The University is a diverse place of many opinions and backgrounds. But on one issue, we are united. Support for Michigan Student Assembly President Chris Armstrong following attacks on Armstrong by Andrew Shirvell, a University alum and Michigan assistant attorney general, has been inspiring. Shirvell, who took a voluntary leave of absence on Thursday, is now facing a personal protection order from Armstrong and is subject to a disciplinary hearing from his boss, Attorney General Mike Cox. Also on Thursday, Cox admitted to The Detroit News that he “made a mistake” by supporting Shirvell. But overdue apologies aren’t enough. Cox shouldn’t have hesitated to dismiss an employee who clearly doesn’t represent the people of Michigan. Cox should remove Shirvell from his post in the attorney general’s office.

Shirvell started his blog to comment about Armstrong in late April. His initial post criticized Armstrong and what Shirvell called his “radical homosexual agenda.” Subsequent posts went on to rage against Armstrong with unsubstantiated claims and labels. On Thursday, the blog was limited to invited readers only. According to an Oct. 1 Daily article, the University’s Department of Public Safety issued Shirvell a trespass warning on Sept. 14, which bans Shirvell from campus. Armstrong filed for a personal protection order against Shirvell on Sept. 13. The hearing will be held today.

In mid-September, The Michigan Daily first reported on Shirvell’s blog, noting its offensive language and unsubstantiated claims. This was shortly followed by a report on WXYZ, Detroit’s ABC affiliate. The story gained national attention when it was picked up by CNN’s Anderson Cooper last week and was then picked up by news outlets across the nation. The resulting public outrage was overwhelming.

As the Daily predicted in its Sept. 16 editorial condemning Shirvell’s hatred, the campus community has seen Shirvell’s blog for what it is: the rants of a bigot. But no one could have predicted the strength of the support that the campus community has shown. The Spectrum Center has created shirts sporting the phrase, “Elected by us; Respected by us.” And on today’s page 3A, you’ll see a advertisement supporting Armstrong signed by dozens of campus organizations. Addtionally, the Facebook group “We Support Chris Armstrong” has more than 14,000 members as of Sunday — and it’s only one of several groups backing Armstrong and condemning Shirvell.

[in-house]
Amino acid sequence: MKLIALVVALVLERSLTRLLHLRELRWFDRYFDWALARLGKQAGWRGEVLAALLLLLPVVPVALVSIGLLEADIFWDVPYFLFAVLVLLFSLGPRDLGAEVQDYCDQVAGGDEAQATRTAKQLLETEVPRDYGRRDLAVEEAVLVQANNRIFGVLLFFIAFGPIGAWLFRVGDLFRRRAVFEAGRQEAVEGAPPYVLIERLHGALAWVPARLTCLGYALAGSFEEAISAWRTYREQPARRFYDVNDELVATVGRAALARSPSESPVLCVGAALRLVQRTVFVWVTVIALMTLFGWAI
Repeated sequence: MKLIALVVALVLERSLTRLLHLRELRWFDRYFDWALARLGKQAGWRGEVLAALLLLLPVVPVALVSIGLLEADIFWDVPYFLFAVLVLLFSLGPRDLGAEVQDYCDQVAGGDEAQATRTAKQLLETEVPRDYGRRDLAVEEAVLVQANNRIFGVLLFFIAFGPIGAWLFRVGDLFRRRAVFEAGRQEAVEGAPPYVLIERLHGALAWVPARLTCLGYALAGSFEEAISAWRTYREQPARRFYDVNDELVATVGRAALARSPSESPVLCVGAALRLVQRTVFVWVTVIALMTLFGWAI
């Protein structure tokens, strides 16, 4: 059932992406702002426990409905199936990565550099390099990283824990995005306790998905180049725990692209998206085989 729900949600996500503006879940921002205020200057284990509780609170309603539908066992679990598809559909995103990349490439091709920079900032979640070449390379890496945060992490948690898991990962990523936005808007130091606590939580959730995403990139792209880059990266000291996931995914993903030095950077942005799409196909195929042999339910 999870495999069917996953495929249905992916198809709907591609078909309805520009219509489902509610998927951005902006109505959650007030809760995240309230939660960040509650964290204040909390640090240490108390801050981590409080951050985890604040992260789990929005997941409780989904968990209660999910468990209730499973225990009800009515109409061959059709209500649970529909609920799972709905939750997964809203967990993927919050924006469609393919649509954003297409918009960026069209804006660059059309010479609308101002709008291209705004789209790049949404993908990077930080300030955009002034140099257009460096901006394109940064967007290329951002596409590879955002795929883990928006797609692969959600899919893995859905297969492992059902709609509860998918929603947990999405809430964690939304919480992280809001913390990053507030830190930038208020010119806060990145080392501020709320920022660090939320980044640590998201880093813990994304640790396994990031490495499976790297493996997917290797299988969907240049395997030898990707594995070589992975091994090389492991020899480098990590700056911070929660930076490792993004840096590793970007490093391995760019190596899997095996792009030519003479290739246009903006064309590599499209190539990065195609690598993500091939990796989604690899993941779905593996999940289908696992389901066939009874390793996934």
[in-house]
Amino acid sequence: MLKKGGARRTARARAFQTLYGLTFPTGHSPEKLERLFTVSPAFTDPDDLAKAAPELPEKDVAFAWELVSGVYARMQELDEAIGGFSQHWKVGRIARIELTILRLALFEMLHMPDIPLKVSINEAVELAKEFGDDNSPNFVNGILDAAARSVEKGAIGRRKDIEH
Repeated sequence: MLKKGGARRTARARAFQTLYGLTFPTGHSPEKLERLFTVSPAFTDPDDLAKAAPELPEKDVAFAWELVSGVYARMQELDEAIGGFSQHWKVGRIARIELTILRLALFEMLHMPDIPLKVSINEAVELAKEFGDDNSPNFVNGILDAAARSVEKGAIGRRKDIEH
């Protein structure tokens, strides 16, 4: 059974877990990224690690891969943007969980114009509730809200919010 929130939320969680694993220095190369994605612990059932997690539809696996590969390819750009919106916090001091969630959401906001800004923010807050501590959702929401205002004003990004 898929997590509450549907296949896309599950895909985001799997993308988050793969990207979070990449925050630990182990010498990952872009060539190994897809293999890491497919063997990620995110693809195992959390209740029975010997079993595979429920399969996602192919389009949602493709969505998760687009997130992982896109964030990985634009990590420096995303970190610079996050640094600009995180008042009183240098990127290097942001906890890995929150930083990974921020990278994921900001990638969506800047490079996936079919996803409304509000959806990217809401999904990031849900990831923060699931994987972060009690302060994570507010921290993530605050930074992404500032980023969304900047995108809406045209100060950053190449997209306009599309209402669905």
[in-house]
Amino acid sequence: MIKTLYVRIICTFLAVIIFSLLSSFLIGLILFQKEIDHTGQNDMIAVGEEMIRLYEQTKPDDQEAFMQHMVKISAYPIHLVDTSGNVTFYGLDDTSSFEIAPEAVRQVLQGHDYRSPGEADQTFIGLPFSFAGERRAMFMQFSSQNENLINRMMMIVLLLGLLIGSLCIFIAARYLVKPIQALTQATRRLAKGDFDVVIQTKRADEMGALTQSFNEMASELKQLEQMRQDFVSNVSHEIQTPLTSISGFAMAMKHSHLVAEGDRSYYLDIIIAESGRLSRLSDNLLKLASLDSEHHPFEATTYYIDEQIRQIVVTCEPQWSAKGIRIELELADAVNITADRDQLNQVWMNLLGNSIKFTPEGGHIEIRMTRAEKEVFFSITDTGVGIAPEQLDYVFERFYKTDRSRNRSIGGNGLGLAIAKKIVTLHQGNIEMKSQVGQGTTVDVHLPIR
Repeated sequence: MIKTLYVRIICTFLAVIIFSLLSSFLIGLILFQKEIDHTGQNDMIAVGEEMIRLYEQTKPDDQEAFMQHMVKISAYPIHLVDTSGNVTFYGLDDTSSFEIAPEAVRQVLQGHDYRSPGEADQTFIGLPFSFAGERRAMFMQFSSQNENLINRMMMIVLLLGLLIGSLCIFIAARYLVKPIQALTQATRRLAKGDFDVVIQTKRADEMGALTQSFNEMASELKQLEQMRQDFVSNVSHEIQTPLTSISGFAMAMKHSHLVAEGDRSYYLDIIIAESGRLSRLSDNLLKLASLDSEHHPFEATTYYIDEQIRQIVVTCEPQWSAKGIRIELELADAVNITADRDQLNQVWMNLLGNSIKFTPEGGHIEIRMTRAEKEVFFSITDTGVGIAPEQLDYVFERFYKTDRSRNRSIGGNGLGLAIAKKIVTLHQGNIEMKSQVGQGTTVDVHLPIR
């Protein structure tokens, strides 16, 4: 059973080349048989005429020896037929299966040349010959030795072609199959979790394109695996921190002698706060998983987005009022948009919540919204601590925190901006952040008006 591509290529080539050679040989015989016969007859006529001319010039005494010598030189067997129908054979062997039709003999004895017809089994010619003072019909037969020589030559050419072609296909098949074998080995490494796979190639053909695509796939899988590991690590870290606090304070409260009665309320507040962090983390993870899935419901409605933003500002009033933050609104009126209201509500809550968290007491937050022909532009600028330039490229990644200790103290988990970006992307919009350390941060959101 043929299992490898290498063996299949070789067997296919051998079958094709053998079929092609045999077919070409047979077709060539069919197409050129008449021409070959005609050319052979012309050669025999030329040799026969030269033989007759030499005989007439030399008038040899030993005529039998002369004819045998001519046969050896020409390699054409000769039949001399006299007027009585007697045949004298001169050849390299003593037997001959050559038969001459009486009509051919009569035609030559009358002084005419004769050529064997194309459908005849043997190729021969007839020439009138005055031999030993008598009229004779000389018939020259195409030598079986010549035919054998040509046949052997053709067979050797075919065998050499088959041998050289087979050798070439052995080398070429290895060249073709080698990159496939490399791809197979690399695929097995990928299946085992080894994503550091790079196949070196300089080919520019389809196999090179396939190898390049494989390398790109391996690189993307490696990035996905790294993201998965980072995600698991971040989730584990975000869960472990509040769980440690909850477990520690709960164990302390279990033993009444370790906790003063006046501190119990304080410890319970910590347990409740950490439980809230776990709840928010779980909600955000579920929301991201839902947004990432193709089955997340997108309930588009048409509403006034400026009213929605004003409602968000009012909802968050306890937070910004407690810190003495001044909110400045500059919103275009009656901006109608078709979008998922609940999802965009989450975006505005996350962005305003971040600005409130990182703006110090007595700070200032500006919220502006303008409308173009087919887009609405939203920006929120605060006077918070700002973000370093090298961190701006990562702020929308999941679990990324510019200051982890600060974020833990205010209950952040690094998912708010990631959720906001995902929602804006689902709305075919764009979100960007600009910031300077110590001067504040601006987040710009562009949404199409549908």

At their Sept. 16 meeting, the University Board of Regents announced its support of Armstrong, stating that “When one member of our community is targeted, we are all targeted.” And last week, several University officials, including University President Mary Sue Coleman, voiced their support for Armstrong. The unity that campus has shown is inspiring. Our community has been strengthened with a shared value of respect.

Armstrong deserves praise for the dignity with which he’s handled the affair. At the Sept. 27 MSA meeting, Armstrong stated that he “will not back down” from these types of attacks, according to a Sept. 28 Daily article. The strength of character that Armstrong has displayed is admirable.

Attorney General Mike Cox’s character has not been so commendable. Despite public outrage, Cox has failed to properly respond to Shirvell’s actions. Cox has argued that Shirvell’s words are protected by the First Amendment and the state’s civil service laws and that he therefore can’t dismiss him. But Cox does have the authority to dismiss Shirvell on the grounds that his behavior qualifies as “conduct unbecoming a state employee.” There is no doubt that Shirvell’s behavior is unbecoming — as Cox admitted when he appeared on “Anderson Cooper 360” on Wednesday. Though the blog is run on Shirvell’s free time, as a member of the attorney general’s office, he represents the people of Michigan even when he’s not on duty. And his actions have made many people doubt the integrity of the attorney general’s office.

During Cox’s interview with Cooper, Cox said that he would consider sending Shirvell to an “employee assistance program” in the event that Armstrong filed for a personal protection order and it was granted. But the kind of hatred that Shirvell harbors for members of the LGBT community can’t be countered by an assistance program. Regardless of the outcome of today’s hearing, Cox must take action.

The attorney general has been indecisive for too long. His comments to The Detroit News don’t make up for his delay in removing Shirvell from his post. When Shirvell returns from his leave of absence, Cox should not hesitate to dismiss him.

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